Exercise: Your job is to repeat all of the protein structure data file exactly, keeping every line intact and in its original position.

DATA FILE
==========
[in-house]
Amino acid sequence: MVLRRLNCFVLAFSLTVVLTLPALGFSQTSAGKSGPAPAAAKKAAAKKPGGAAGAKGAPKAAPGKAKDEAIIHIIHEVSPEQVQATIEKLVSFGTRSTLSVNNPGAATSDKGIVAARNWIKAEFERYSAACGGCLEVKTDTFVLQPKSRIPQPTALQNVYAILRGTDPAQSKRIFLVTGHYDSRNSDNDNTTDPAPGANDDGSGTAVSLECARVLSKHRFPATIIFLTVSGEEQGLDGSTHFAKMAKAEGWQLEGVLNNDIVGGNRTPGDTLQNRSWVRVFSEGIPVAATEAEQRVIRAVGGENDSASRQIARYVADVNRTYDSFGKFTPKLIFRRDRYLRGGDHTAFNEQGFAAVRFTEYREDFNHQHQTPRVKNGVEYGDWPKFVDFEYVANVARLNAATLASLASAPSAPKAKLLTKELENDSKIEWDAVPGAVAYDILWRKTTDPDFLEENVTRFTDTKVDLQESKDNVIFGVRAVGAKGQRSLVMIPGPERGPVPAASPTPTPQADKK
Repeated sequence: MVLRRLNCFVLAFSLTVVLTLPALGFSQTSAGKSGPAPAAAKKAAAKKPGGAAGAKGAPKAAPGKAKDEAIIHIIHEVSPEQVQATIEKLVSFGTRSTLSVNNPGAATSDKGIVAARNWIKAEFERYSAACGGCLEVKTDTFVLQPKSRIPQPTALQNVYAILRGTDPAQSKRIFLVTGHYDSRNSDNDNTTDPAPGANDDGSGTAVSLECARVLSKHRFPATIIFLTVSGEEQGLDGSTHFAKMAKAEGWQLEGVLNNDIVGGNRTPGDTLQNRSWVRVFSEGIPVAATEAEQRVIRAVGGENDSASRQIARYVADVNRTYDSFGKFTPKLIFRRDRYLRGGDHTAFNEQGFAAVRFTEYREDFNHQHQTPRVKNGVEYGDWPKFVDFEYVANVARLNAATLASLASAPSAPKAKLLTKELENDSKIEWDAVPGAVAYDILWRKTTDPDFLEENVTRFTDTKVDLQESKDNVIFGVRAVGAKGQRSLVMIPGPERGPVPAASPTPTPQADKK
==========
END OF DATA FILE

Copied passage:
[in-house]
Amino acid sequence: MVLRRLNCFVLAFSLTVVLTLPALGFSQTSAGKSGPAPAAAKKAAAKKPGGAAGAKGAPKAAPGKAKDEAIIHIIHEVSPEQVQATIEKLVSFGTRSTLSVNNPGAATSDKGIVAARNWIKAEFERYSAACGGCLEVKTDTFVLQPKSRIPQPTALQNVYAILRGTDPAQSKRIFLVTGHYDSRNSDNDNTTDPAPGANDDGSGTAVSLECARVLSKHRFPATIIFLTVSGEEQGLDGSTHFAKMAKAEGWQLEGVLNNDIVGGNRTPGDTLQNRSWVRVFSEGIPVAATEAEQRVIRAVGGENDSASRQIARYVADVNRTYDSFGKFTPKLIFRRDRYLRGGDHTAFNEQGFAAVRFTEYREDFNHQHQTPRVKNGVEYGDWPKFVDFEYVANVARLNAATLASLASAPSAPKAKLLTKELENDSKIEWDAVPGAVAYDILWRKTTDPDFLEENVTRFTDTKVDLQESKDNVIFGVRAVGAKGQRSLVMIPGPERGPVPAASPTPTPQADKK
Repeated sequence: MVLRRLNCFVLAFSLTVVLTLPALGFSQTSAGKSGPAPAAAKKAAAKKPGGAAGAKGAPKAAPGKAKDEAIIHIIHEVSPEQVQATIEKLVSFGTRSTLSVNNPGAATSDKGIVAARNWIKAEFERYSAACGGCLEVKTDTFVLQPKSRIPQPTALQNVYAILRGTDPAQSKRIFLVTGHYDSRNSDNDNTTDPAPGANDDGSGTAVSLECARVLSKHRFPATIIFLTVSGEEQGLDGSTHFAKMAKAEGWQLEGVLNNDIVGGNRTPGDTLQNRSWVRVFSEGIPVAATEAEQRVIRAVGGENDSASRQIARYVADVNRTYDSFGKFTPKLIFRRDRYLRGGDHTAFNEQGFAAVRFTEYREDFNHQHQTPRVKNGVEYGDWPKFVDFEYVANVARLNAATLASLASAPSAPKAKLLTKELENDSKIEWDAVPGAVAYDILWRKTTDPDFLEENVTRFTDTKVDLQESKDNVIFGVRAVGAKGQRSLVMIPGPERGPVPAASPTPTPQADKK